On Al Jazeera’s ‘Head to Head’ Mehdi Hasan challenges Martin McGuinness, exploring the definition of terrorism and when to negotiate with the enemy.

During the conflict in Northern Ireland, the Irish Republican Army (IRA) was branded a terrorist organisation by the British government. The Republican fighters, however, saw themselves as a legitimate army fighting against the British occupation. It was a classic case of ‘one man’s terrorist is another man’s freedom fighter’.

In this episode of Head to Head , Mehdi Hasan challenges Martin McGuinness, the elected deputy first minister of Northern Ireland and a former commander of the IRA, on his violent past; on why he sees himself as a man of peace; and on whether the Northern Irish Peace Process has lessons for other conflicts around the world.

McGuinness also argues for the importance of negotiations and talking to the enemy as the most effective way of ending conflict.

So, is violence ever justified? And when is it time to speak to the enemy?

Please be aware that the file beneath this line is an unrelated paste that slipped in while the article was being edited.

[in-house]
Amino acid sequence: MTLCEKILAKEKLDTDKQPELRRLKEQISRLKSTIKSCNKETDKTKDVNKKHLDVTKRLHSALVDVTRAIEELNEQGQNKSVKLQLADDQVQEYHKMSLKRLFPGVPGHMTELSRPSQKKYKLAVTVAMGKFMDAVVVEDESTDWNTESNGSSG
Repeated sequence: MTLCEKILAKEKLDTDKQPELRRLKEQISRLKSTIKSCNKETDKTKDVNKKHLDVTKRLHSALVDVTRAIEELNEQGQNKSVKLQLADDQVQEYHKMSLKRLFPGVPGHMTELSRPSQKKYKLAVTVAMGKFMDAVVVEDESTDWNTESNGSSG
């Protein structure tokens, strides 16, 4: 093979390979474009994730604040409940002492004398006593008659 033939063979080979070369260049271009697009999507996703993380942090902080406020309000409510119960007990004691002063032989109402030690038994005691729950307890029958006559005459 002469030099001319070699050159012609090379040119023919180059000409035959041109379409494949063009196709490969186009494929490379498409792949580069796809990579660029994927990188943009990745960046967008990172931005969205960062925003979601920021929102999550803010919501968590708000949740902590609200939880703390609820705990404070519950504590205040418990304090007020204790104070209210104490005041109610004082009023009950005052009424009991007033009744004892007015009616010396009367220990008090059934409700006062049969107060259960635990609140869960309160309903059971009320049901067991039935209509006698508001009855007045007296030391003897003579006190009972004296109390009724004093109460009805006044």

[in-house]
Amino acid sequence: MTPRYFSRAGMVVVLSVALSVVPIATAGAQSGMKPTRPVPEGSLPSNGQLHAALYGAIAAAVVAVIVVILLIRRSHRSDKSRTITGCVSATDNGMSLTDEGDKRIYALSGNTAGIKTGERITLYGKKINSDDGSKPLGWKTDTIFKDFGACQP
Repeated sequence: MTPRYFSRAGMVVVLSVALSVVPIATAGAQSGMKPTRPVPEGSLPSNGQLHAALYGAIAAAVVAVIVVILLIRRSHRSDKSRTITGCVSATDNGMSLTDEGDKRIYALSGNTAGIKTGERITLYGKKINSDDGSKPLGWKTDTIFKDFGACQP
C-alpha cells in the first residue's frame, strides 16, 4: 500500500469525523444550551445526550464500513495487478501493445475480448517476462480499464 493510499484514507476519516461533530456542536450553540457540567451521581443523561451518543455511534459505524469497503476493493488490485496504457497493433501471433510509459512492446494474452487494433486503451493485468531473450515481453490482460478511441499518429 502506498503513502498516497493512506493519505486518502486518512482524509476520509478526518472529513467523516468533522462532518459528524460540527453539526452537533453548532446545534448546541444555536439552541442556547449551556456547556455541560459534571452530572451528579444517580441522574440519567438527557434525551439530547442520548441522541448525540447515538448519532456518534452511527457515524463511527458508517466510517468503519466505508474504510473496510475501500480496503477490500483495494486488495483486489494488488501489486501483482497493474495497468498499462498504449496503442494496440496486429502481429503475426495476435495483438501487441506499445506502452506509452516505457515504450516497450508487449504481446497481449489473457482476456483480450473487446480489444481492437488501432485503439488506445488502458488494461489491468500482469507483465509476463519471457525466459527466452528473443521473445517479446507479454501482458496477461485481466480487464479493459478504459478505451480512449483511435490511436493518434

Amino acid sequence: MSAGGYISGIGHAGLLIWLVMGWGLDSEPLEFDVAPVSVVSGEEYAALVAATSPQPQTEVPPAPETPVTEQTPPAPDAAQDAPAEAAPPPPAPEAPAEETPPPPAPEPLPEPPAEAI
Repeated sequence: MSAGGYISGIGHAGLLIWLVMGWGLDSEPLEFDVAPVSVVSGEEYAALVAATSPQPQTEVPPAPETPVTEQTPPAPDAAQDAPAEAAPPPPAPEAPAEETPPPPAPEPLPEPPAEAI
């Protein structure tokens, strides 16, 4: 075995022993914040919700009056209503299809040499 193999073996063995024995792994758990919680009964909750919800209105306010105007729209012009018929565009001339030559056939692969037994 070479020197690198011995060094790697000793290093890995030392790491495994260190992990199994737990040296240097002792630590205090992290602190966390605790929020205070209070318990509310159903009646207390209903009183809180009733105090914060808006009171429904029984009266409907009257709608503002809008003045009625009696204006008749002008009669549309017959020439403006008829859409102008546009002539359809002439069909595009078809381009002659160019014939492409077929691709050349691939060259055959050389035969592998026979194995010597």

Joining our discussion are: Professor Louise Richardson, a global terrorism expert and vice chancellor of St. Andrews University; Dr. Azzam Tamimi, the author of Hamas: A History from Within , and Charlie Wolf, an American political commentator.

It’s an interesting debate I think (H/T: AD). More in-depth is the next Aslan Media interview with Remy Brulin a Research Fellow at the Journalism Institute at New York University and terrorism historian. They dive into the etymology and roots of “terrorism”, how our current War on Terrorism was born in Latin America, how Henry Kissinger covertly supported human rights abuses in Latin America and Reagan overtly supported them.